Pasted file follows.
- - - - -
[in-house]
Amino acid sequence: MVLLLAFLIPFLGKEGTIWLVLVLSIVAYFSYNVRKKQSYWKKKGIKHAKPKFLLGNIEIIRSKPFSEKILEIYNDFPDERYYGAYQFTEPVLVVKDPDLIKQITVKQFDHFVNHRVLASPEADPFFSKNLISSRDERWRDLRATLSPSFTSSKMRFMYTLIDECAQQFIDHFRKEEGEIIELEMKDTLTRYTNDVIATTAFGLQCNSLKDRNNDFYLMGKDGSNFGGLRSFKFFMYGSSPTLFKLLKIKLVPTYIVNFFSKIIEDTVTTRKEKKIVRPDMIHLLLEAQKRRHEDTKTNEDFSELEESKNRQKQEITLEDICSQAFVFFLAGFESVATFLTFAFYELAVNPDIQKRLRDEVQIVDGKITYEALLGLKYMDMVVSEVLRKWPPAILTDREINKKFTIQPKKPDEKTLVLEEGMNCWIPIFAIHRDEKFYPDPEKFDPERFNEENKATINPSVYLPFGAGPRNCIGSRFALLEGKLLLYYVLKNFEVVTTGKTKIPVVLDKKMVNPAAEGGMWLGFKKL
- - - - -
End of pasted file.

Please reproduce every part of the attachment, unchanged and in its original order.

[in-house]
Amino acid sequence: MVLLLAFLIPFLGKEGTIWLVLVLSIVAYFSYNVRKKQSYWKKKGIKHAKPKFLLGNIEIIRSKPFSEKILEIYNDFPDERYYGAYQFTEPVLVVKDPDLIKQITVKQFDHFVNHRVLASPEADPFFSKNLISSRDERWRDLRATLSPSFTSSKMRFMYTLIDECAQQFIDHFRKEEGEIIELEMKDTLTRYTNDVIATTAFGLQCNSLKDRNNDFYLMGKDGSNFGGLRSFKFFMYGSSPTLFKLLKIKLVPTYIVNFFSKIIEDTVTTRKEKKIVRPDMIHLLLEAQKRRHEDTKTNEDFSELEESKNRQKQEITLEDICSQAFVFFLAGFESVATFLTFAFYELAVNPDIQKRLRDEVQIVDGKITYEALLGLKYMDMVVSEVLRKWPPAILTDREINKKFTIQPKKPDEKTLVLEEGMNCWIPIFAIHRDEKFYPDPEKFDPERFNEENKATINPSVYLPFGAGPRNCIGSRFALLEGKLLLYYVLKNFEVVTTGKTKIPVVLDKKMVNPAAEGGMWLGFKKL